In Luke 22:31-24 and 54-62, Jesus first predicts that Peter will deny him three times. Relying on himself, Peter insisted he would not. But in the end, Peter’s self-dependence was his undoing, and Jesus’ prediction came true.
“Simon, Simon, behold” (v31)
- When Jesus uses Peter’s original name, he seems to be trying to get his attention.
- Using a name twice indicates seriousness.
- Behold means “listen up.”
“Satan demanded” (v31)
- What right or claim does Satan have that he can make a demand of God?
- None — he operates within the limitations God allows.
- Demand (exaiteō) is an intensified for of ask (aiteō).
- The word urged might better communicate the intent here.
- You (hymas) is plural.
- Jesus said that Satan asked to sift all of the disciples.
- It is likely that this is the case for all believers as well.
“sift you like wheat” (v31)
- When sifted, wheat was battered and tossed in the air, and the chaff blew away.
- Satan desired to afflict the disciples, hoping to prove them imfaithful.
- It is exactly what he attempted with Job.
“but I have prayed that your faith not fail” (v32)
- The word but suggests a sharp contrast — that Jesus’ prayers are the solution to Satan’s intent.
- Peter’s perseverance is dependent on Jesus.
- Jesus prays for us, too.
- He prayed for us on the night he was betrayed.
- He prays for us today.
- According to Hebrews 7:25, the fullness of his saving (“saving to the uttermost) is based on his continuing prayer.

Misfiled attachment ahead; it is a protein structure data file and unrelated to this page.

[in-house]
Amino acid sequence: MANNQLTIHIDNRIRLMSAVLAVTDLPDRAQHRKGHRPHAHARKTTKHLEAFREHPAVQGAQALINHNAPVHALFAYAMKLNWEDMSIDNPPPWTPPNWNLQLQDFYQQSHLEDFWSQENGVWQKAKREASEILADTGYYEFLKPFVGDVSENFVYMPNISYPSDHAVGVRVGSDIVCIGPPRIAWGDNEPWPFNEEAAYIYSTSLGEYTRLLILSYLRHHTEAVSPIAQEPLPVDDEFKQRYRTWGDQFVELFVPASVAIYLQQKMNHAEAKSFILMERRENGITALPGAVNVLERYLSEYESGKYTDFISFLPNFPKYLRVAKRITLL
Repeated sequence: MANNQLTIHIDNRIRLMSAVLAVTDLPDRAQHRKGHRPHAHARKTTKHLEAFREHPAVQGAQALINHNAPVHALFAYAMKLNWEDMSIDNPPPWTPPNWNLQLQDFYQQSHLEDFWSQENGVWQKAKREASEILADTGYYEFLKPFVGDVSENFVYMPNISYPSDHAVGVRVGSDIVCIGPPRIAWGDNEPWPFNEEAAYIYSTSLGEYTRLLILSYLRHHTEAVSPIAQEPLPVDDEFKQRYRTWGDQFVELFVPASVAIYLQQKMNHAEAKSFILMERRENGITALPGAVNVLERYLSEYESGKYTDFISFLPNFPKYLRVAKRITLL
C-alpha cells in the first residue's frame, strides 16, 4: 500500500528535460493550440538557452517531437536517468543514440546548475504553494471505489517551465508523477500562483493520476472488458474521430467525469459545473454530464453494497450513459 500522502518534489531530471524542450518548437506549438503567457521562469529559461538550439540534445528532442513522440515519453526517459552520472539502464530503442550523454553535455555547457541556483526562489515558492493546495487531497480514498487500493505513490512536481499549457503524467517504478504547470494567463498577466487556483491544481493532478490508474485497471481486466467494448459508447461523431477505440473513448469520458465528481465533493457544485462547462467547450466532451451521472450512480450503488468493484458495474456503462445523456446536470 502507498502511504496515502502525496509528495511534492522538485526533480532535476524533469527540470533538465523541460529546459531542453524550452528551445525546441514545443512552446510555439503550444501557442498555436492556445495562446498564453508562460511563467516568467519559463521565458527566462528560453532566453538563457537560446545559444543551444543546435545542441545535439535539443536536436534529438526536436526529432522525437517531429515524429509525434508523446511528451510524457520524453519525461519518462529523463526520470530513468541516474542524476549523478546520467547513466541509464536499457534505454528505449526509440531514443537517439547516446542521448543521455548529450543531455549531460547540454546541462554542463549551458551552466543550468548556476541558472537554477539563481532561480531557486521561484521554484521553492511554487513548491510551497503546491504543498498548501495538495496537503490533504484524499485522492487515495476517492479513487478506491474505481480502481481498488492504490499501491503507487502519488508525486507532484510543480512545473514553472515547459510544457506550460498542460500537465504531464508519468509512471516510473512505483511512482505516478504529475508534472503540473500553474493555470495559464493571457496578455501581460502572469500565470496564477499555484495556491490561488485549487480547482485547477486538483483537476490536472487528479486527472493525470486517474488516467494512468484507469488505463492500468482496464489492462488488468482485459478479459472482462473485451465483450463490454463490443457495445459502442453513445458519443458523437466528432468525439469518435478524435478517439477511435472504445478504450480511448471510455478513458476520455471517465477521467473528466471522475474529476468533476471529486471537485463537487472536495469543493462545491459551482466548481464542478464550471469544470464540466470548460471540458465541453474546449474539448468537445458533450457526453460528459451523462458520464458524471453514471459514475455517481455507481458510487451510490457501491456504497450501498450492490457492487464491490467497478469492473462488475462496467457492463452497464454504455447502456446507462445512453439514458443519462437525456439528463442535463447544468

- For us, like Peter, perseverance in trials depends on God, not on ourselves.
- By “fail,” Jesus meant completely fall away.
- Peter did not completely fall away, but he had to learn to rely on Jesus.
“I am ready” (v33)
- Problem #1: Peter counted on himself.
- Problem #2: Peter believed he had arrived.
- Peter rejected the possibility of his own failure and therefore also rejected the need for dependence on Jesus.
“you [will] deny me” (v34)
- Jesus told Peter what Peter was capable of (in fact, what he would do).
“I will not deny you” (Matthew 26:35)
- Peter rejected Jesus’ warning.
- His pride seemed to prevent him from admitting his vulnerability.
“Peter was following at a distance” (v54)
- It was good that Peter was following.
- But he had already begun to compromise by following at a distance.
“Peter sat down among them” (v55)
- Peter remained in the area of his Lord.
- But he wasn’t near enough.
- Peter’s self-dependence had begun to affect his faithfulness.
“he denied” (v57)
- Peter’s failure culminated in three denials.
- Denied (arneomai) is a strong word that can mean to completely disavow or abandon.
- Peter had fallen as far as he possibly could have.
“the Lord turned and looked at Peter” (v61)
- Even when we fail, Jesus remains Lord.
- Even when we fail, Jesus turns toward us.
“Peter . . . wept bitterly” (v61)
- Peter recognized the failure of his self-dependence and it affected him deeply.
- Jesus would continue Peter’s restoration in John 21.